These remarkable pictures show how the City of London's skyline will change by 2026

London's historic and financial centre has some huge developments planned over the next decade

The City of London has released revealing images of how the capital’s skyline will look in a decade’s time.

The government body has used computer graphics to show how development will change the appearance of the capital’s historic centre by 2026 – based upon 13 new building schemes already consented, under construction or due to start construction.

To illustrate how these changes might look, the Press Association sent a photographer to capture how the London district appears now.

The view from City Hall skyline now
The view from City Hall in 2017 (Victoria Jones/PA)
The proposed view from City Hall in 2026
The view from City Hall in 2026 (City of London)

The first two images show the view of London’s financial district across the River Thames from City Hall.

The City of London is home to both the Stock Exchange and the Bank of England, and in appearance includes a host of some of its tallest skyscrapers – including the distinctively recognisable 30 St Mary Axe, also known as the Gherkin, and the wedge-shaped Leadenhall Building, or Cheesegrater.

The City of London’s images show that not only is the height of the skyscrapers in the area greatly increased, but the Gherkin is obscured from view due to the extent of development.

Skyline view from South Bank
The view from South Bank in 2017 (Victoria Jones/PA)
Skyline view from South Bank proposed in 2026
The view from South Bank in 2026 (City of London)

The second angle compares the view from South Bank, showing St Paul’s Cathedral on the left and the wealth of businesses and offices based in the area to the right.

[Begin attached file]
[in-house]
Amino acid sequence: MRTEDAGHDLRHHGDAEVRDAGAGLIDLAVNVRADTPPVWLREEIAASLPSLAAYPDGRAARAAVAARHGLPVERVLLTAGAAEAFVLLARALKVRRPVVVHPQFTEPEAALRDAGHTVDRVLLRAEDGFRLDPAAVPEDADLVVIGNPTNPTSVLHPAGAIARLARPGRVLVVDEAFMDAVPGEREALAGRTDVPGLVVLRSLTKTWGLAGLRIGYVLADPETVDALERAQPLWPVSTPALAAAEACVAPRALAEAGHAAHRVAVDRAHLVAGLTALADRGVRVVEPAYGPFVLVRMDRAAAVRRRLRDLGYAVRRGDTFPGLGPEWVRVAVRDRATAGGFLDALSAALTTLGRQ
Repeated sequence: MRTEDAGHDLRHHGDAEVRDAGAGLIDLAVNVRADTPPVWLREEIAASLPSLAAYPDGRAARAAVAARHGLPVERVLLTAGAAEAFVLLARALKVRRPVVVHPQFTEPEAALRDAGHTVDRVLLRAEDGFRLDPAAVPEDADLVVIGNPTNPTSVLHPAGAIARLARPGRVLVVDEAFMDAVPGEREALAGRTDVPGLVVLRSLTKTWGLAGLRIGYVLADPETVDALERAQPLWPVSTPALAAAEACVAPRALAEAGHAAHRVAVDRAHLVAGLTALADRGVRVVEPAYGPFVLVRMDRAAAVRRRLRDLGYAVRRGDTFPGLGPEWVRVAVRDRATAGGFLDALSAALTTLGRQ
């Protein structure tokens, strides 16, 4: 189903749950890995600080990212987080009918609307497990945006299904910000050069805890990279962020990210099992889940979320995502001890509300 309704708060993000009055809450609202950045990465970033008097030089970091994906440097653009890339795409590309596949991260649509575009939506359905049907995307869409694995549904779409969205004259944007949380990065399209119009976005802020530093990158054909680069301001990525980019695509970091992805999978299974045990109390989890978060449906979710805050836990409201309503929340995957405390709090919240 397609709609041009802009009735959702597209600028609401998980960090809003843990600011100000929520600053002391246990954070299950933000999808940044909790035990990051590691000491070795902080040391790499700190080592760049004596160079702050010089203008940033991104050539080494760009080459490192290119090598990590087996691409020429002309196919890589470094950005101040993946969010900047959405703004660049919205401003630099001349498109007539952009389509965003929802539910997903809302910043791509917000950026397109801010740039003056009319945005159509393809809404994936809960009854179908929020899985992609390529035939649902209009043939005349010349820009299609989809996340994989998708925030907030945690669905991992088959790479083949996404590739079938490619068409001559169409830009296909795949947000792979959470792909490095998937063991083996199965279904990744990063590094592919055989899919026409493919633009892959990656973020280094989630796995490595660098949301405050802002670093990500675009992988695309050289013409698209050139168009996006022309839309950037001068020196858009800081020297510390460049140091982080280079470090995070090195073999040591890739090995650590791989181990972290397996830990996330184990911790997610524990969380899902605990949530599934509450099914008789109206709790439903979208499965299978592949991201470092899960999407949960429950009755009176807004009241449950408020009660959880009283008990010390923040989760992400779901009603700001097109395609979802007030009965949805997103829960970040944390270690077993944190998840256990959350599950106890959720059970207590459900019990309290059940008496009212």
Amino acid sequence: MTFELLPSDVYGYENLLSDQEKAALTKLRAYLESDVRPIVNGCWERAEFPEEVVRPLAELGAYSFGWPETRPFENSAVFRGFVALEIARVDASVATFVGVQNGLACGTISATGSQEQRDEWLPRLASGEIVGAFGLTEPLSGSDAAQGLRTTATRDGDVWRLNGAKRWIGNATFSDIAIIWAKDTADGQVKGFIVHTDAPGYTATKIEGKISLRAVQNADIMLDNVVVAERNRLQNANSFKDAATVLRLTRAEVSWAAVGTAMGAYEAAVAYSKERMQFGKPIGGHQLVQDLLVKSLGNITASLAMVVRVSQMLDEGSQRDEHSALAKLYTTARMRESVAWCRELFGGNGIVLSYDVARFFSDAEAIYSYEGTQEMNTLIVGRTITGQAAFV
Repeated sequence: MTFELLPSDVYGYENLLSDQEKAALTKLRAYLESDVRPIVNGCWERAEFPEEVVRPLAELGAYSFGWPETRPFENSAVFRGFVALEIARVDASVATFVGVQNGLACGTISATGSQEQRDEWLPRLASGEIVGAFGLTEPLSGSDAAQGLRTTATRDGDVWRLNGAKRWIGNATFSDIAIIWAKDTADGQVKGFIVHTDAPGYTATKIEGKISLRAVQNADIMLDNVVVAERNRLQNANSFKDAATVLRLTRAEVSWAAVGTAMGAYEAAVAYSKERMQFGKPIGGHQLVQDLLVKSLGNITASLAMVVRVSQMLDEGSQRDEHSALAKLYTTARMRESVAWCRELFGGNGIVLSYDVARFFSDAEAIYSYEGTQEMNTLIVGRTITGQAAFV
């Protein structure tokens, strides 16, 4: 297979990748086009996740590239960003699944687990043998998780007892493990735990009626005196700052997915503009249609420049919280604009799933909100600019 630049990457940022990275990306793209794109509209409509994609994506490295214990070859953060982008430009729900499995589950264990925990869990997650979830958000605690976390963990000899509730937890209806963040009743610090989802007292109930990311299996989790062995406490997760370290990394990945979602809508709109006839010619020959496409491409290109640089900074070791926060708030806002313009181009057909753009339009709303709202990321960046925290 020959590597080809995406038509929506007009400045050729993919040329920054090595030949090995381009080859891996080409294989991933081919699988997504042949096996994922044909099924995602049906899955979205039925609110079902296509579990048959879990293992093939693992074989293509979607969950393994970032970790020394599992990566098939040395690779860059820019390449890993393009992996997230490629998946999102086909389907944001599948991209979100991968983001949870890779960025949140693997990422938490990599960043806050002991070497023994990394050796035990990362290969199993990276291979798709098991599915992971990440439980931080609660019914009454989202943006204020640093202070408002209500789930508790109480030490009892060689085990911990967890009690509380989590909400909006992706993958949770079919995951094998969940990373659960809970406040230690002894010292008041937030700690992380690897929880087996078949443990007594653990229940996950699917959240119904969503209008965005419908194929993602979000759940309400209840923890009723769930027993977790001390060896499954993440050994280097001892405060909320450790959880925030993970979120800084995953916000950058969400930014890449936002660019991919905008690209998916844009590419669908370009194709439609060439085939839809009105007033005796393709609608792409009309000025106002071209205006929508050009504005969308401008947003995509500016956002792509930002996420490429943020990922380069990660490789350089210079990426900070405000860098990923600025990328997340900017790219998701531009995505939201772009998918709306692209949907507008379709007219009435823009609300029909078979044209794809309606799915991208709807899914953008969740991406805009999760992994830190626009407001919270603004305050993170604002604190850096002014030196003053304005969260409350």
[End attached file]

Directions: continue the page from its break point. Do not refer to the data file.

As of September 2017, they say there was more than 1.37 million square metres of office space under construction in the City, compared with 1.22 million in March 2016.

“It is unprecedented to see such a scale of development taking place at one time in the Square Mile,” said Chris Hayward, of the City of London Corporation, using the City’s colloquial name. “There are now more cranes in the City sky than in recent decades.”

According to the City of London, 60% of the area’s growth is expected to be delivered in its eastern cluster, some of which can be evidenced in the third comparison, taken from Waterloo Bridge.

View from Waterloo Bridge in 2017
View from Waterloo Bridge in 2017 (Victoria Jones/PA)
View from Waterloo Bridge in 2017
View from Waterloo Bridge in 2026 (City of London)

One of the tallest buildings in the City will be TwentyTwo, or 22 Bishopsgate, which is under construction and is set to have 62 storeys and stand 295m tall – just short of The Shard’s 310m, the tallest building in London.

TwentyTwo may well be eclipsed however by 1 Undershaft, a proposed 305m, 73-storey tower which has been consented but is still subject to legal approval. Both can be seen towering highest in the images above.

“Over the next 30 years, I expect that we will need to deliver office space for up to 100,000 extra City workers. Therefore iconic buildings such as TwentyTwo will lead the way in ensuring the City remains competitive as a leading financial centre.”

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